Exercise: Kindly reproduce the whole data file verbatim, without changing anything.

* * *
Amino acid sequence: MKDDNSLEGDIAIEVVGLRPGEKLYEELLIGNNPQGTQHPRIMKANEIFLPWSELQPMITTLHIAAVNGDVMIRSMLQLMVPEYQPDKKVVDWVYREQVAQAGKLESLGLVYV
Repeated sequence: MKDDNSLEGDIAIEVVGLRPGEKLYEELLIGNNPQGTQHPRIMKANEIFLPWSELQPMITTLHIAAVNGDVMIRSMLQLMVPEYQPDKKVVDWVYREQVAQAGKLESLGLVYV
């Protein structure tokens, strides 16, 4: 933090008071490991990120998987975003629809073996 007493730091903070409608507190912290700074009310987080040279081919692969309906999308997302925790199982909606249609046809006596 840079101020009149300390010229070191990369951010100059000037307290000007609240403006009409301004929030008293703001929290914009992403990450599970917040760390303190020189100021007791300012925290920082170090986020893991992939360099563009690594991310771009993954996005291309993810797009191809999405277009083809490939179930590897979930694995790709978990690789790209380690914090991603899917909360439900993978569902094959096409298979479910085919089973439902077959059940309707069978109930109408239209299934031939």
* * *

Amino acid sequence: MKDDNSLEGDIAIEVVGLRPGEKLYEELLIGNNPQGTQHPRIMKANEIFLPWSELQPMITTLHIAAVNGDVMIRSMLQLMVPEYQPDKKVVDWVYREQVAQAGKLESLGLVYV
Repeated sequence: MKDDNSLEGDIAIEVVGLRPGEKLYEELLIGNNPQGTQHPRIMKANEIFLPWSELQPMITTLHIAAVNGDVMIRSMLQLMVPEYQPDKKVVDWVYREQVAQAGKLESLGLVYV
């Protein structure tokens, strides 16, 4: 933090008071490991990120998987975003629809073996 007493730091903070409608507190912290700074009310987080040279081919692969309906999308997302925790199982909606249609046809006596 840079101020009149300390010229070191990369951010100059000037307290000007609240403006009409301004929030008293703001929290914009992403990450599970917040760390303190020189100021007791300012925290920082170090986020893991992939360099563009690594991310771009993954996005291309993810797009191809999405277009083809490939179930590897979930694995790709978990690789790209380690914090991603899917909360439900993978569902094959096409298979479910085919089973439902077959059940309707069978109930109408239209299934031939």